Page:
A Song of the South
The road is never straight, the way is seldom clear. I went to Savannah, Georgia, to take part in a Jewish wedding. I ended making a journey to America’s racist past--and present. In 1790’s Georgia, the 13th and last British colony (the name Georgia is after King George), enslaved persons were thirty-five percent of the state’s population. Over the course of forty-eight years, Savannah was an integral part of trading in people. Toiling as urban slaves, those human beings, from both Africa and the Caribbean, enabled Savannah to prosper. Though the United States Civil War (referred to by some die-hard southern nationalists as the War of Aggression) ended most physical slavery, the psychic wounds continue one hundred fifty years later. In 2019, I am reminded of that part of my American psyche bound up with the story of enslaved human beings in the country in which I was reared.
The reminders come from a tour around Savannah, led by a passionate African-American who insists that slavery cannot be forgotten. I see squares where blocks of up to four hundred humans were sold . I look at carriage houses in which humans were locked in after their day’s work. In one of Savannah’s most beautiful parks, I gaze at a statue of an unrepentant Confederate soldier. At the Ralph Mark Gilbert Civil Rights Museum, I stare at a wood and plaster replica of a 1960’s lunch counter, complete with a seated African-American awaiting a cup of coffee that never comes. Looming over him, arms crossed and pistol at hip, stands a law enforcement officer. An audio of a waitperson informing the seated man he is not welcome plays in the background. She is shouting insults.
Observing present day Savannah as an outsider, I note that Blacks and Whites move in equal but separate spaces. African-Americans have full access to public places, but it feels as though ‘separate but equal’ still prevails. Two parallel non-intersecting tracks,with an occasional nod or conversation between individuals and groups. The predominant sense is of separation, an agreed upon boundary which keeps people from seeing themselves as part of the same neighborhood, let alone the same nation.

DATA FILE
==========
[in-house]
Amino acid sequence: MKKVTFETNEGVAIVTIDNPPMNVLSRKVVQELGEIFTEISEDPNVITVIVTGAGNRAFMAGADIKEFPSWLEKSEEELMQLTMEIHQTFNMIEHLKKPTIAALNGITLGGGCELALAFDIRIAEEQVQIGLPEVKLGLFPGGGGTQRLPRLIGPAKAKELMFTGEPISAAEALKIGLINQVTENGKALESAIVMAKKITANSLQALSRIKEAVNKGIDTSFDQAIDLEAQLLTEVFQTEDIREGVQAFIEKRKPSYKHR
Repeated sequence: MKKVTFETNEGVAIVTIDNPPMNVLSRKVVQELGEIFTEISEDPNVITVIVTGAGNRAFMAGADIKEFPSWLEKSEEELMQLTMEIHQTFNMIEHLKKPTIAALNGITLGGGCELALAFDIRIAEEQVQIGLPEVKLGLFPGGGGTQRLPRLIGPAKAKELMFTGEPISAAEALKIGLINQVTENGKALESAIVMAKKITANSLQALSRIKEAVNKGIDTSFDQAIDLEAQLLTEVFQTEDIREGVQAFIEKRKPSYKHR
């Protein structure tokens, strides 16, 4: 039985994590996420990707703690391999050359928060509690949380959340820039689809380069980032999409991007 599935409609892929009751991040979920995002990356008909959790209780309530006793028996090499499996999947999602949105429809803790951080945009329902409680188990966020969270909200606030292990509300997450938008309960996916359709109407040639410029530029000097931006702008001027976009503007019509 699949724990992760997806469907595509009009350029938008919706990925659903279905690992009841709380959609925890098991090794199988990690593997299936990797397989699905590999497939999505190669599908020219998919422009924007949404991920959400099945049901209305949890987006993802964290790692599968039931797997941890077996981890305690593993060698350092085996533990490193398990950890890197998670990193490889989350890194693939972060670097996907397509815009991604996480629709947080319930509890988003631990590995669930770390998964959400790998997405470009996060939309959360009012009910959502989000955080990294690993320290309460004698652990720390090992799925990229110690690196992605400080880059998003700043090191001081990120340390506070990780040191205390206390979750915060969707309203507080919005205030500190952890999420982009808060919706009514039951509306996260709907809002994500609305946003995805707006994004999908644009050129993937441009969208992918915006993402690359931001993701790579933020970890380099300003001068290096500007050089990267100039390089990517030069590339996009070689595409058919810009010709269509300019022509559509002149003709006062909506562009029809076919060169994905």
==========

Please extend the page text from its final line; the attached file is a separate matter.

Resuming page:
A Savannah resident remarks on the city’s bigotry, suggesting one can quadruple the normal racial tension in any other city and have an accurate gauge of what racial life is like in Savannah.
I don’t live in the US now. Its wounds impact me less than when I lived there, and felt, even in incredibly open northern California, the profound racism which is as much a part of the American psyche as motherhood and apple pie. It’s hardwired into the US citizen’s brain. One of America’s premier African-American intellectuals,Toni Morrison, writes “In this country American means white. Everybody else has to hyphenate.” In one of her many brilliant books, Playing in the Dark: Whiteness and the Literary Imagination, she argues that every white American carries a shadow Black person in their interior. It’s an Other upon whom one can locate inner savageries too difficult to own up to in oneself.
I was a young woman in the Civil Rights era, the days when Martin Luther King made his clarion calls for racial equality, when young people came from all over America to march against segregation, when too many died trying to break apart America’s insistence that Black lives don’t matter. Sure, we had a Black president in Barack Obama. But that was an anamoly. In today’s climate of exclusion and hatred and racists at the highest levels of government, including presidential, it feels like nothing has really changed and that Black lives still don’t really matter.
Rose Levinson, July 2019